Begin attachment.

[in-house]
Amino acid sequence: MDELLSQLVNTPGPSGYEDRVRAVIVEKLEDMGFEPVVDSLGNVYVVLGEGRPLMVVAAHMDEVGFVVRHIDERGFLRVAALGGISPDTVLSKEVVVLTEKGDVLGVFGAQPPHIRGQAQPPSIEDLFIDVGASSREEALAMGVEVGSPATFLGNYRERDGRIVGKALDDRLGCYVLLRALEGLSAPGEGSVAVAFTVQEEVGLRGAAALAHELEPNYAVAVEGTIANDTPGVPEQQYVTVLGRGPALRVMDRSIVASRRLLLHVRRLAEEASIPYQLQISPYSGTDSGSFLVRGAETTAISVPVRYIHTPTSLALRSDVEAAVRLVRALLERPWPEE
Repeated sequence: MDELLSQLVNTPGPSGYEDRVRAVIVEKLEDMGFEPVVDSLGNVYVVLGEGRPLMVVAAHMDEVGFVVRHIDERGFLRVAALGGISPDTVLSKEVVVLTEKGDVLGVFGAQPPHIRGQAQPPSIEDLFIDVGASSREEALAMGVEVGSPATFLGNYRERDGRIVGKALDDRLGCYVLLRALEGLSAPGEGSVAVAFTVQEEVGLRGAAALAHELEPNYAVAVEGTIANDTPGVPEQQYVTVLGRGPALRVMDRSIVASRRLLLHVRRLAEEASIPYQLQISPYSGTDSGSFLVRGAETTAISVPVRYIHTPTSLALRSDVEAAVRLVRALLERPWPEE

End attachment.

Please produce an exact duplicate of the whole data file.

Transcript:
[in-house]
Amino acid sequence: MDELLSQLVNTPGPSGYEDRVRAVIVEKLEDMGFEPVVDSLGNVYVVLGEGRPLMVVAAHMDEVGFVVRHIDERGFLRVAALGGISPDTVLSKEVVVLTEKGDVLGVFGAQPPHIRGQAQPPSIEDLFIDVGASSREEALAMGVEVGSPATFLGNYRERDGRIVGKALDDRLGCYVLLRALEGLSAPGEGSVAVAFTVQEEVGLRGAAALAHELEPNYAVAVEGTIANDTPGVPEQQYVTVLGRGPALRVMDRSIVASRRLLLHVRRLAEEASIPYQLQISPYSGTDSGSFLVRGAETTAISVPVRYIHTPTSLALRSDVEAAVRLVRALLERPWPEE
Repeated sequence: MDELLSQLVNTPGPSGYEDRVRAVIVEKLEDMGFEPVVDSLGNVYVVLGEGRPLMVVAAHMDEVGFVVRHIDERGFLRVAALGGISPDTVLSKEVVVLTEKGDVLGVFGAQPPHIRGQAQPPSIEDLFIDVGASSREEALAMGVEVGSPATFLGNYRERDGRIVGKALDDRLGCYVLLRALEGLSAPGEGSVAVAFTVQEEVGLRGAAALAHELEPNYAVAVEGTIANDTPGVPEQQYVTVLGRGPALRVMDRSIVASRRLLLHVRRLAEEASIPYQLQISPYSGTDSGSFLVRGAETTAISVPVRYIHTPTSLALRSDVEAAVRLVRALLERPWPEE